Australian trade finance platform Marketlend says it intends to file further lawsuits against trade credit insurer the Bond & Credit Company (BCC) and its parent, Tokio Marine, for what it says is failure to honour claims filed after a spate of insolvencies in the Asian commodities trading sector.

Marketlend last year asked Australia’s Federal Court to order BCC and Tokio Marine to pay a US$1.4mn claim that the company says it is owed under its insurance policy. Marketlend says it incurred the loss when Singapore trader Kams defaulted on a supply chain finance arrangement in 2020.

Sydney-headquartered Marketlend operates a trade finance marketplace that connects investors with small and medium enterprises and corporates seeking finance.

Its founder and chief executive, Leo Tyndall, tells GTR that the company “is on the cusp of filing several more claims against BCC and other insurers”, with the backing of investors.

“Despite numerous attempts by Marketlend to negotiate and also reply to requests for information, the insurance providers have been repugnant in the way they have dealt with this and responded in a manner that continues to delay payment of claims,” Tyndall says.

Marketlend has recently been paid out by another insurer in a similar case, which Tyndall says suggests “that the constant delays are only confirmation that it’s a matter of time that the insurer [BCC] will need to pay but is delaying its requirement to declare such claims into the market”.

Marketlend says it expanded into the Asia commodities sector in late 2018, with the approval and encouragement of insurers including BCC.

A representative for BCC and Tokio Marine tells GTR the companies have no comment on Marketlend’s claims.

In a court document filed on February 1, BCC and Tokio Marine asked the Federal Court to dismiss Marketlend’s claim over the Kams loss, arguing that the platform had not provided evidence that it should be covered by the policy.

The insurers list several reasons why they should not have to pay out under the policy, including that Marketlend did not “exercise reasonable care and prudence in giving credit to Kams in the same manner as it would if it were not insured”.

BCC and Tokio Marine say they have not been provided with evidence that Marketlend satisfied itself that Kams, its buyers and guarantors had the capacity to pay or sufficient recoverable assets in the event of inability to pay; that the “underlying trades of the goods were in fact taking place”; or that the goods were stored in a fashion that showed they remained the property of Marketlend.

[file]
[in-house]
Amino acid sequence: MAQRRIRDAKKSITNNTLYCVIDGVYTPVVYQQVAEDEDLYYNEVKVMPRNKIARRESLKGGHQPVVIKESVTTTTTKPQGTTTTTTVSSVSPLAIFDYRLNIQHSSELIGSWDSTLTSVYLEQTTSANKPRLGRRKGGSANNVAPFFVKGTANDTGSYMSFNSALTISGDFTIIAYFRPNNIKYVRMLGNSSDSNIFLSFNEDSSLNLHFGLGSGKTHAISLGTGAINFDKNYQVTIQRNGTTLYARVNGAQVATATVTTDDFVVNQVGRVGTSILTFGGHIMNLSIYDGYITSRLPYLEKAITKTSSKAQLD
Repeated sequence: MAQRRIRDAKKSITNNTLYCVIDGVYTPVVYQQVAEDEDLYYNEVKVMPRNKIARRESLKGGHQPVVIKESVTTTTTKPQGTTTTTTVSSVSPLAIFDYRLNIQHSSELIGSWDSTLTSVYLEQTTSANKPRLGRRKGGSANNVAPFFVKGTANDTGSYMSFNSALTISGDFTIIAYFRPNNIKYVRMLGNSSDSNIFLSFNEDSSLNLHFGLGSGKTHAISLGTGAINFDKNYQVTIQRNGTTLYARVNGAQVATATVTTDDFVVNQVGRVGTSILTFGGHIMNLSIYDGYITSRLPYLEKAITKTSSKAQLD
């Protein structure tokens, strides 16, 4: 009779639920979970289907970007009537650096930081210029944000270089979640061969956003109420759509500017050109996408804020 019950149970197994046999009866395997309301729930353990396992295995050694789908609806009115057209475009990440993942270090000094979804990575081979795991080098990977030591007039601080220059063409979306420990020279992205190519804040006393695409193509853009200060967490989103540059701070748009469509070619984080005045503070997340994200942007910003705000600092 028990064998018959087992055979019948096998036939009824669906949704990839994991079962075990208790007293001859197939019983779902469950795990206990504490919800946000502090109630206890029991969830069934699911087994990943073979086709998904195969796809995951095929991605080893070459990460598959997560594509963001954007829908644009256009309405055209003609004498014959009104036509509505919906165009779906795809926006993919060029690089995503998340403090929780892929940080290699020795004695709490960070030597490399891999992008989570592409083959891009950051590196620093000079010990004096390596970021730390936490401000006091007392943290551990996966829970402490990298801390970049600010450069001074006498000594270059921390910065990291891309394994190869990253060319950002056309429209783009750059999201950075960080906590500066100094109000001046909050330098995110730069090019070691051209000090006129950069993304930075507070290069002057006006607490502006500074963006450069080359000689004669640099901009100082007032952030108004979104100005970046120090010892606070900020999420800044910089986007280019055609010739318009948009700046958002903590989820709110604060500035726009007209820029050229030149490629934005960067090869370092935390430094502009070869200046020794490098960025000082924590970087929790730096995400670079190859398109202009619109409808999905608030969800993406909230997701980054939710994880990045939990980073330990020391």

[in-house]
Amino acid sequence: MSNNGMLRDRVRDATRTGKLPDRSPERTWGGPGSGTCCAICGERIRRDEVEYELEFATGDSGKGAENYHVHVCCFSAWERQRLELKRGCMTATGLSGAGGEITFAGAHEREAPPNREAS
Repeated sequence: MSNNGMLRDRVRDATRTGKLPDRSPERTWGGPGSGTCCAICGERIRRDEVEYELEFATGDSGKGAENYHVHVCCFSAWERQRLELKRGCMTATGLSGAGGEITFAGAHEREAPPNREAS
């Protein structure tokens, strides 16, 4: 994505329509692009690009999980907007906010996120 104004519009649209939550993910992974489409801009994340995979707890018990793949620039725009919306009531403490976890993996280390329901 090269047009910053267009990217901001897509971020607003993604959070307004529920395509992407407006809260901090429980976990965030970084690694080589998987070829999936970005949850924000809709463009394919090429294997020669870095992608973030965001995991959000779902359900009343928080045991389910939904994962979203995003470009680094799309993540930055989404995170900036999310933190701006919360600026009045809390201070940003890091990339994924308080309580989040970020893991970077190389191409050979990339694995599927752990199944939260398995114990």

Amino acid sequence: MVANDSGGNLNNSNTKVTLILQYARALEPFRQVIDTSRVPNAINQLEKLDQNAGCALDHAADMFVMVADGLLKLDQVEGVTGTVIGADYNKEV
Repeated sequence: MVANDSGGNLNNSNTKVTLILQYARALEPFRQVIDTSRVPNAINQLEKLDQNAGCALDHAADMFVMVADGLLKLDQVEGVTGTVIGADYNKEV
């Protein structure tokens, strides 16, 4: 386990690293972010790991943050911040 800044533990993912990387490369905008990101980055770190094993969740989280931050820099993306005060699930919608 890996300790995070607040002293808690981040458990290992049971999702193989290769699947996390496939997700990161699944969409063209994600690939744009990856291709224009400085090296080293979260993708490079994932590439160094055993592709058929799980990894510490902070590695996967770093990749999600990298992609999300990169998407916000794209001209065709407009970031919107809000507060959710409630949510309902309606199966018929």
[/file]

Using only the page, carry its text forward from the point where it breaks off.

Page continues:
The insurance providers also argue that Marketlend has not proved that Kams’ outstanding debt qualifies as a loss under the policy, partly because they say there is no evidence that the underlying goods left Marketlend’s control.

Marketlend has also not provided enough information or documents for the insurers to properly assess the claim and has not said what steps it has taken to trace and attempt to recover the loss, the insurers allege. They say they are also considering whether the claim might be void because the trader’s collapse was attributed in part to a Covid-19 lockdown in India.

Tyndall says the insurers’ response showed they are “clutching at straws” and says BCC never expressed any concerns about Marketlend’s due diligence, or the clients, at the time of issuing the policies and obtaining the premium, and that the company goes beyond what would normally be required for due diligence on a client.

The court document says that in December 2020, Kams’ liquidators offered Marketlend US$419,000 to settle the US$1.6mn claim.

A case management hearing is scheduled for March 1.

BCC is also being sued by Australian financier Thera Agri Capital in a separate dispute about insurance cover for financing deals with collapsed Dubai trader Phoenix Commodities.

BCC’s pulling of insurance cover triggered the downfall last year of supply chain finance firm Greensill, which mounted an unsuccessful last-minute legal challenge against the insurer.

BCC was also an insurer to embattled commodities trader Rhodium Resources, since renamed Antanium Resources, documents seen by GTR show.

Tyndall says, based on conversations with others in the market, that the value of claims against BCC following recent trader failures in Singapore could be “in the vicinity” of US$750mn. The insurer declined to comment on the estimate.

He says the company asked to meet with Yoshinaro Endo, managing director and group chief investment officer of Tokio Marine, to resolve the dispute, but that he declined the invitation.

Tokio Marine’s Australian subsidiary acquired BCC in 2019, saying at the time that the insurer had produced a gross written premium of A$36mn for the 2017-18 financial year.